In a Facebook post a week ago, a friend asked, “What happens after a “mountain top” spiritual experience?” The question got me thinking, because most of us are find ourselves in that position from time to time, however we might define that “mountain top.”
Understandably, one of his friends simply replied, “Reality,” and I think that we all got a good laugh out of her terse observation. But, of course, that’s precisely the issue. What happens when we come rolling back down hill?
Here are some thoughts on the subject:
Spiritual highs of this kind depend a good deal on the way that we understand them and their role in our lives.
If we think that they are necessary or normative and / or we think of them primarily as a gift to us as individuals, then those assumptions push us in one direction. Most of the results aren’t really helpful.
Growing up in the influence of the southern Holiness movement in the Methodist Church, altar calls were a regular feature of worship. The people who saw mountain top experiences as personally normative or necessary lived and died on maintaining an emotional high. Endless trips to the altar rail, tearful confession, and fresh revelation became the staple of some peoples’ lives.
As an early mentor pointed out to me, that kind of spirituality is untenable. Our emotions are subject to an endless number of influences: physical, environmental, social, intellectual, and experiential changes can all shape the way that we feel. Measuring our spiritual well being against an emotional high place is, by definition, untenable.To think of “mountain top” experiences in this way also makes us more dependent on the experience, than on God; it feeds a “manic” search for more of them; and ultimately it fosters narcissism.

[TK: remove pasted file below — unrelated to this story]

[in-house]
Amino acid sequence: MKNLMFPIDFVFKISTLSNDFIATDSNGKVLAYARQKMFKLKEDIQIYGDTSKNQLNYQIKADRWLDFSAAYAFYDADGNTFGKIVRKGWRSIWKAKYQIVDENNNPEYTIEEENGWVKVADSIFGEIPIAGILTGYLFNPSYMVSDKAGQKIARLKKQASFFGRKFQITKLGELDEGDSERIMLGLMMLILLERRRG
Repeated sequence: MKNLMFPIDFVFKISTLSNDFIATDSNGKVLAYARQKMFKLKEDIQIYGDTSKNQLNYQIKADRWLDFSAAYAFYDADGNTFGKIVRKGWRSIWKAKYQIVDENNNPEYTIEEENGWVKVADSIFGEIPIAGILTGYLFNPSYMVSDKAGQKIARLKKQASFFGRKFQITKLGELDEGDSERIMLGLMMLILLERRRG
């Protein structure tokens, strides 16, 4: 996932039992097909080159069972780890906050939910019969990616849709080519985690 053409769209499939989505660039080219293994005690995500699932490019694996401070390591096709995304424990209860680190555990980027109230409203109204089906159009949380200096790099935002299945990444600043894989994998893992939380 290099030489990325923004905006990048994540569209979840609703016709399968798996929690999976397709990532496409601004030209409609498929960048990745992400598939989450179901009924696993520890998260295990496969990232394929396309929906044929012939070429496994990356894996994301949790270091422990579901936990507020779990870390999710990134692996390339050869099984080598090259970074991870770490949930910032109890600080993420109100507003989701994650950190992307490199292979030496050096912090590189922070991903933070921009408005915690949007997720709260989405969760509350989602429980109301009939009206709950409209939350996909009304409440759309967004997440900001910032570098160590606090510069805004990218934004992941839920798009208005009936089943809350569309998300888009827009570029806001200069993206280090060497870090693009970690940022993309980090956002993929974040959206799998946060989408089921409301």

A more helpful way to think of mountaintop experiences is to think of them as cairns, or places of remembrance, meant to strengthen us in our journey into meaningful connection with God and with others. While we can’t live from spiritual high to spiritual high, it is also unhealthy to hold them at arm’s length.
Moments of spiritual intimacy with God are a source of spiritual solace that makes us available to God’s purposes. They are a reminder of the reality of that relationship and a natural part of the journey into God.
The important spiritual work after a mountaintop experience, then, is to worry less about what happens next, and more a matter of prayerful reflection on its possible significance for the journey ahead. Strengthened by both the reality and the gift in such moments, we find ourselves freed to live in deeper love and connection with God and with others. If we are attentive, we also find ourselves asking God to tell us what the gift of that experience might say to us about the next steps on the journey ahead.
That is the path – through emotional highs and lows — that leads to spiritual maturity.